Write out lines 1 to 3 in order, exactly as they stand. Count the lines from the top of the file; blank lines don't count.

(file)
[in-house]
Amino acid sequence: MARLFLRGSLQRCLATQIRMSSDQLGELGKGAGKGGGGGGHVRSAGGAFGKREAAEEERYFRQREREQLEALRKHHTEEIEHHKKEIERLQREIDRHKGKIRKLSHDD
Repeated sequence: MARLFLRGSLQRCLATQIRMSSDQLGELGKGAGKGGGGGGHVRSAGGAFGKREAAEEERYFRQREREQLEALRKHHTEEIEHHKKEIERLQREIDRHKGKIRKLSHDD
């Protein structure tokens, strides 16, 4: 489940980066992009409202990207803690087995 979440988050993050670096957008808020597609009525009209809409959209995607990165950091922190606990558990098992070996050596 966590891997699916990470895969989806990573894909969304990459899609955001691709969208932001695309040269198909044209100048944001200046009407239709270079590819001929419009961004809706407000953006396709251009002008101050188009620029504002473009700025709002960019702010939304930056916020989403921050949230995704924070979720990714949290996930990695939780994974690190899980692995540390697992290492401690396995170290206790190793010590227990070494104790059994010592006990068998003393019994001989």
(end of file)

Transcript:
[in-house]
Amino acid sequence: MARLFLRGSLQRCLATQIRMSSDQLGELGKGAGKGGGGGGHVRSAGGAFGKREAAEEERYFRQREREQLEALRKHHTEEIEHHKKEIERLQREIDRHKGKIRKLSHDD
Repeated sequence: MARLFLRGSLQRCLATQIRMSSDQLGELGKGAGKGGGGGGHVRSAGGAFGKREAAEEERYFRQREREQLEALRKHHTEEIEHHKKEIERLQREIDRHKGKIRKLSHDD